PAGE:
tv Your World With Neil Cavuto FOX News June 1, 2018 1:00pm-2:00pm PDT
call for a free quote today. you could save $782 when liberty stands with you. liberty mutual insurance. >> we're going to be june 12, we'll be in singapore. it will be a beginning. i have never said it happens in one meeting. we're talking about years of hostility. years of problems. years of hatred between so many different nations. i think you're going to have a very positive result in the end. >> well, it is on in the end. i'm neil cavuto. this is "your world." a week ago this looked dicey if not doubtful, if not impossible. right now, back on june 12 in singapore. hopefully news organizations didn't cancel hotel reservations because they're going to be impossible to get back right now. to kevin corke at the white house with the very latest on what happened today in the oval
office. sir? >> what a day it has been, neil. i think it's probably going to be a very successful meeting. that's what we heard the president tell reporters not long after the conclusion of that meeting. north korean officials said listen, pack your bags. the trip is on. the summit is on for singapore on june 12. what a turnabout when you senior where we were a few days ago. a rare gathering indeed at the white house between leaders of washington and pyongyang. the first in two decades. a top official from the hermit kingdom has come here. what began as an expected delivery of a letter from kim jong-un and perhaps a brief visit morphed into an 80-minute ranging discussion of a number of topics from denuclearization, security, sanctions and more. the president was asked if he might extend an olive branch to the north by curbing sanctions and he was asked about the so-called maximum pressure
campaign. >> i look forward to the day where i can take the sanctions off of north korea. i don't want to use the term "maximum pressure" anymore. we're getting along. it's not a term of maximum pressure. >> what an amazing interview. he talked quite a while. he was optimistic about what might happen in particular in the wake of today's meeting. i want to caution everybody, there's a soberness here at the white house, cautious optimism. the north has made promises and reneged on them. i go back to 2000 when north korean officials met with former president, bill clinton. that was in october of that year. they thought they had a deal. they thought they would get rid of their nukes. they were confident. unfortunately for them and all of us, all was for not.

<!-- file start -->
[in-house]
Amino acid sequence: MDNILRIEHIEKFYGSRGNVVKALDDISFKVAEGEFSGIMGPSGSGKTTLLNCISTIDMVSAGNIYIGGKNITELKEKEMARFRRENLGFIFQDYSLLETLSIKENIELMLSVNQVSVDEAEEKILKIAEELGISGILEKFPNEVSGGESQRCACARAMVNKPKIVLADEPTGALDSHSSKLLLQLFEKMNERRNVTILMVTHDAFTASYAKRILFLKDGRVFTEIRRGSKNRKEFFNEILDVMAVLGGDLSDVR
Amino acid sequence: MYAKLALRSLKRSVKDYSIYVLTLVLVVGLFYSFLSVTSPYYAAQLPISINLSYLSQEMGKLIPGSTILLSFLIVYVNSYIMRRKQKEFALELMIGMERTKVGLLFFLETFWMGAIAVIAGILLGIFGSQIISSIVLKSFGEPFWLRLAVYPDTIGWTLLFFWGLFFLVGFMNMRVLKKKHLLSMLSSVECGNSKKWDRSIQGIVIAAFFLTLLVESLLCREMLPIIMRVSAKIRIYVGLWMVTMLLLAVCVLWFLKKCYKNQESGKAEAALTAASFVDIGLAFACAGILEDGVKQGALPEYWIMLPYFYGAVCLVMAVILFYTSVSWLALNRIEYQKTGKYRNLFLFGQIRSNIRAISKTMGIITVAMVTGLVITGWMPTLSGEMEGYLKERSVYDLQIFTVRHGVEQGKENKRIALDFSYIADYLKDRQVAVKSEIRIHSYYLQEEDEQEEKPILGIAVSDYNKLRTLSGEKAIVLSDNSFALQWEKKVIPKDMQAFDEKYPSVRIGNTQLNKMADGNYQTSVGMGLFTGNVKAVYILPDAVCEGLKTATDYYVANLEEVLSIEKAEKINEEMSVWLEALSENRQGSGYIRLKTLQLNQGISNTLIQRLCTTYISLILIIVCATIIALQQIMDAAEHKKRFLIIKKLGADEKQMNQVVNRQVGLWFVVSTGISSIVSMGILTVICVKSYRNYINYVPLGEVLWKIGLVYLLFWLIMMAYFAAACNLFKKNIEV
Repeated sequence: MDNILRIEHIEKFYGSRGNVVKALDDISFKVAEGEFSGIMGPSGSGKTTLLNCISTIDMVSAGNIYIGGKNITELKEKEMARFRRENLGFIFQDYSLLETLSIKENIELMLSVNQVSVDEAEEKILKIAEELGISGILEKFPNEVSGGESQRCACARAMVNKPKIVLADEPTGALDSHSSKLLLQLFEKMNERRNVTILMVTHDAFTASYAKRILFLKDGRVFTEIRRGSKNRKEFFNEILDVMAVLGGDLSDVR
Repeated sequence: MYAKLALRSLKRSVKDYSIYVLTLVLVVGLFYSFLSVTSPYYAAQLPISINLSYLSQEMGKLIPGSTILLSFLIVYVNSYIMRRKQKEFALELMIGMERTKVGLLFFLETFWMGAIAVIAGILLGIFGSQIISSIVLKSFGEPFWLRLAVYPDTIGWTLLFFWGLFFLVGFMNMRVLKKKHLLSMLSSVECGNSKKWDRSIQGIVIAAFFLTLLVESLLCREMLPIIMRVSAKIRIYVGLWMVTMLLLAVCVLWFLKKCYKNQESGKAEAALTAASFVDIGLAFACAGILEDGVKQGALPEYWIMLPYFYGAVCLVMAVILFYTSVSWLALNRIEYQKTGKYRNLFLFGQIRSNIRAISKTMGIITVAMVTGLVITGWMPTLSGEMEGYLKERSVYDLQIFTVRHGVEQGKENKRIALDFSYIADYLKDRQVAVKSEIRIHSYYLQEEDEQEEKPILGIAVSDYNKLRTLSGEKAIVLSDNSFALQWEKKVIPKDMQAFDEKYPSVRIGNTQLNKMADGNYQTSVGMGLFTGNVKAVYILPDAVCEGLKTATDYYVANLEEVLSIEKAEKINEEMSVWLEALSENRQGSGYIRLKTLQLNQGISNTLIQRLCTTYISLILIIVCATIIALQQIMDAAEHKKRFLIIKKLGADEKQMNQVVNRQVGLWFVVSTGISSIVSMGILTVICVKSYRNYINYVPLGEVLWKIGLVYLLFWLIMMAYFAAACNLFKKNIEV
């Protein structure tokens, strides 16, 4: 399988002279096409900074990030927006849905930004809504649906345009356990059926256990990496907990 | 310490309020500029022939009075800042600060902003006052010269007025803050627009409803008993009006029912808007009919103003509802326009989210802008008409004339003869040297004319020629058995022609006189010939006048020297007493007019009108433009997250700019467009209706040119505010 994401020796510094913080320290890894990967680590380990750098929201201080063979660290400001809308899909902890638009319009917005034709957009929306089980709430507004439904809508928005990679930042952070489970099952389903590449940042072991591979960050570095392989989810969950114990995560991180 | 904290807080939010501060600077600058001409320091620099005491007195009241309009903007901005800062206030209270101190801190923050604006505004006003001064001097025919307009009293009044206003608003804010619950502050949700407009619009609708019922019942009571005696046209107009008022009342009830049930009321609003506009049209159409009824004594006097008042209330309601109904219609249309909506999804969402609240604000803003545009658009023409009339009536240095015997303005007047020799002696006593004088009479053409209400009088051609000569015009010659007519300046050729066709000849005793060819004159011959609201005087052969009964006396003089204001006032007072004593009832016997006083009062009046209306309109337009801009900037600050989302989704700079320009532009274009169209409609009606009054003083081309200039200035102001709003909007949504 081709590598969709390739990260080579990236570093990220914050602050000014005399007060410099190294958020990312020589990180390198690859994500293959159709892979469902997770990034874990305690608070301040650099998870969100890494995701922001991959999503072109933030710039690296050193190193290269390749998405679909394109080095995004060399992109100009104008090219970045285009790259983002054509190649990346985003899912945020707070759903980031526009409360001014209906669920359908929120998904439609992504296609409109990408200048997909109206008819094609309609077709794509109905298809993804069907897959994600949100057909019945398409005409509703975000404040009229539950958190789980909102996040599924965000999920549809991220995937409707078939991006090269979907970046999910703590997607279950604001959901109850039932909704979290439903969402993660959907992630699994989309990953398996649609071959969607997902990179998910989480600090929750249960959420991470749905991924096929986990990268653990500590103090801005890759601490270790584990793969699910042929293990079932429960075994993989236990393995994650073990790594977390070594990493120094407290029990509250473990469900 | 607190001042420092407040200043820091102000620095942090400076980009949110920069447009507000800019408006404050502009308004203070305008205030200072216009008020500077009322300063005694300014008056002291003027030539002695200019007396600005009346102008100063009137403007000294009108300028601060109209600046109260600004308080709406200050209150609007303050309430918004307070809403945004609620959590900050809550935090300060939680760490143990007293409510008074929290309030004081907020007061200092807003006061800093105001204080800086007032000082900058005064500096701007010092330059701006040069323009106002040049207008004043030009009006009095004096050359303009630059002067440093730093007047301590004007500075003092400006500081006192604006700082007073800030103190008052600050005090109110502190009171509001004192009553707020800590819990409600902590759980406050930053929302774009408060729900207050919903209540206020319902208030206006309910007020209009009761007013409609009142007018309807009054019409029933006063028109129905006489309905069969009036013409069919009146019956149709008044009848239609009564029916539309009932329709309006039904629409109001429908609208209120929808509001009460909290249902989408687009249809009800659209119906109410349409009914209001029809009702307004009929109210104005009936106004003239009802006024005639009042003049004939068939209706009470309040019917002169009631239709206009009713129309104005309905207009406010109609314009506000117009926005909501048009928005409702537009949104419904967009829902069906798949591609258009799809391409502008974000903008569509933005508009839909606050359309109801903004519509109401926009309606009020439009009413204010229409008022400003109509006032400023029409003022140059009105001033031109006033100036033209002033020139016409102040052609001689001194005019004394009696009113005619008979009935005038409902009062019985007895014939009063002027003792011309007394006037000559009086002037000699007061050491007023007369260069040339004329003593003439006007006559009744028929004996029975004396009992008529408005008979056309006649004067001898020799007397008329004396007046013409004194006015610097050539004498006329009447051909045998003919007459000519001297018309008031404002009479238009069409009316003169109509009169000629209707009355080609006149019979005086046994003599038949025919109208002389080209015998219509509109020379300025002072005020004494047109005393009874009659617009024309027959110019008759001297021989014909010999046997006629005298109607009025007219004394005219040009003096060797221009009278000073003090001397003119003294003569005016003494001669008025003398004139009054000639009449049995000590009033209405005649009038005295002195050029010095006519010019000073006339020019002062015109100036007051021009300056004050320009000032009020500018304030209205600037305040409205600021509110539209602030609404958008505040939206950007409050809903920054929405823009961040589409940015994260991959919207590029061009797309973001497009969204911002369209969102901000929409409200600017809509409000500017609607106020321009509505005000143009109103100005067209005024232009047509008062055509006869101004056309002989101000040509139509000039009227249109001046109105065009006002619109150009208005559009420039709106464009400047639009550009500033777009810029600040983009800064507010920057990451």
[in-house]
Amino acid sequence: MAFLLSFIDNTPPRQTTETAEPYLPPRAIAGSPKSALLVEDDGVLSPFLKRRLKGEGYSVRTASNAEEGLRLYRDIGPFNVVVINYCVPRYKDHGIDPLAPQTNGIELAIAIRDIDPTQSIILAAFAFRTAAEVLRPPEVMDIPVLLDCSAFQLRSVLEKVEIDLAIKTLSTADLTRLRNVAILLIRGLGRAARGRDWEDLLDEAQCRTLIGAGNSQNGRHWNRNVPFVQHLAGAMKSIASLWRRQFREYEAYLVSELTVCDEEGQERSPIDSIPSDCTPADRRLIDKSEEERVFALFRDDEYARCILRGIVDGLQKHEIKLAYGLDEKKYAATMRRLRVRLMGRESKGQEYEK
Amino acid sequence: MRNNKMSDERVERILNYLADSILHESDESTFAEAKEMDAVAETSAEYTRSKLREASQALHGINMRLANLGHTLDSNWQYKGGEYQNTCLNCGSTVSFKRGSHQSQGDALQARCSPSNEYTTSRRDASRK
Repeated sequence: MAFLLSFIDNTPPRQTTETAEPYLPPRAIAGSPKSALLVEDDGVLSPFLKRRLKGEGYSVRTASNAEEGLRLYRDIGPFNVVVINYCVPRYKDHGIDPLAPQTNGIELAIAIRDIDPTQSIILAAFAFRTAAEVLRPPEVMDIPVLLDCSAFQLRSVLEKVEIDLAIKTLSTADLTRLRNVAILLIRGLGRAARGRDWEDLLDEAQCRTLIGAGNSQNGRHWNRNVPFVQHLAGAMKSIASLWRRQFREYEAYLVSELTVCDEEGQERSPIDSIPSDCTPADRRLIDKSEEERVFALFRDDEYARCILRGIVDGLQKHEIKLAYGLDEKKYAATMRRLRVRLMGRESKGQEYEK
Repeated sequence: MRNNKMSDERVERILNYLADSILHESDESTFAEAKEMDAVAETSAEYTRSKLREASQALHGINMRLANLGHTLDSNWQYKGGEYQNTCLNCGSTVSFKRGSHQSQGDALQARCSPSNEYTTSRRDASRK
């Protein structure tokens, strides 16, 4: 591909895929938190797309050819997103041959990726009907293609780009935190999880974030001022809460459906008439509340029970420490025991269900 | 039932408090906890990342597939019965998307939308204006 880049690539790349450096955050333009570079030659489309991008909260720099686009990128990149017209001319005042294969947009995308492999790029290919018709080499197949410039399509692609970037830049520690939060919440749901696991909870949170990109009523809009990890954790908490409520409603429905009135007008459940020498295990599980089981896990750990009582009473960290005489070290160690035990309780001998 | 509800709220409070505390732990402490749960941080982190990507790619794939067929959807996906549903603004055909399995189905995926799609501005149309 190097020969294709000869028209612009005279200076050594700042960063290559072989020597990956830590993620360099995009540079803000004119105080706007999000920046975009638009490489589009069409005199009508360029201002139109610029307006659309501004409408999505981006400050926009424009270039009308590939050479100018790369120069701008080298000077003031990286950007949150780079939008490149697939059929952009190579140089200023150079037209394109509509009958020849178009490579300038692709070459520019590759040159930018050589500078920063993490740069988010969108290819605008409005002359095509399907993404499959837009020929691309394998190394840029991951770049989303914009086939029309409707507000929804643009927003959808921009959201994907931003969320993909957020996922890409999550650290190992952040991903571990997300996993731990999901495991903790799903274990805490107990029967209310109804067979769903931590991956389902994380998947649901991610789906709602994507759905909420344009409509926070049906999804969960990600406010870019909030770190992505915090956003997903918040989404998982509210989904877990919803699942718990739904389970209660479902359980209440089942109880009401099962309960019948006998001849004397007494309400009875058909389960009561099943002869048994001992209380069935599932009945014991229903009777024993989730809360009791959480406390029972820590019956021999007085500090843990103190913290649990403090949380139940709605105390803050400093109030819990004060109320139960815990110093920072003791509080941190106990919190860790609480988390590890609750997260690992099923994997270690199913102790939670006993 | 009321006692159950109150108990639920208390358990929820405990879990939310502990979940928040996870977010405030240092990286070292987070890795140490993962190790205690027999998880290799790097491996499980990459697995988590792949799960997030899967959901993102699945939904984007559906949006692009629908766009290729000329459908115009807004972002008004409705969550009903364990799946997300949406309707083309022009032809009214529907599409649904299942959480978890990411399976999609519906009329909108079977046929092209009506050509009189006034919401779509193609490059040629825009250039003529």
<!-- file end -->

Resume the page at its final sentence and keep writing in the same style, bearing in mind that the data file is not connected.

we did not get a read-out specifically of the letter that the president received. if i get one, i guarantee you i'll bring it to you first. for now, back to you. >> neil: we're going to have more on that. great job as always. kevin corke at the white house. so we'll have more on the letter. what about the insurances that kim jong-un gave here or relayed here? that might be different than negotiations his father entered with bill clinton and george w. bush and to say nothing what his grandfathers use to do. they said one thing and would do another. morgan ortega sweating out the details. but this is a remarkable event for china's number 2 to be meeting in the oval office for as long as he was and for the president of the united states to escort him out. something he normally doesn't do. what did you make of this? >> i feel like we're watching season 2 that we're bing
watching season 2 of united states and north korea. i said on fox, this is like for foreign policy geeks like me, this is the best soap opera that we've seen. the people that are most surprised, neil, had to be the north koreans. you can imagine two years ago or even a year ago, they probably had no thought that a senior north korean official would be in the white house. now we're seeing a lot of criticism from the democrats about the way trump is handling this. but i have to say, i think this administration, especially secretary pompeo and especially the president, have it is forth a precedent that the status quo, the way that the united states has operated over the past 30 years of north korea will not stand under this president. so we tried it every way possible with north koreans. we have an incredibly sober ambassador, john bolton, a sober secretary pompeo that understand what the north koreans are up to. they understand the game. they should definitely in my opinion not try to play the
president the way they have played past presidents. >> neil: i brought up that very subject with bill richardson, the former ambassador, the one that negotiated for the clinton administration the initial north korean deal a similar one was orchestrated under president bush. the north koreans cheated on it, lied on that. so i asked him what -- >> what a surprise. >> neil: what do you do to make sure history doesn't repeat itself? he said you watch them every step of the way. a little late for what they did in the past. what about now going into this deal? >> well, i think we learned a lot of lessons from the iran deal. i think -- we talked about this many times, you and i have. one of the biggest problems with how that deal was negotiated is that we were so eager to come to the table. we were so desperate for a deal. i think by cancelling the meeting last weekend, clearly had started again, this president has shown and i think that he and his administration will continue to show that they're not so desperate for a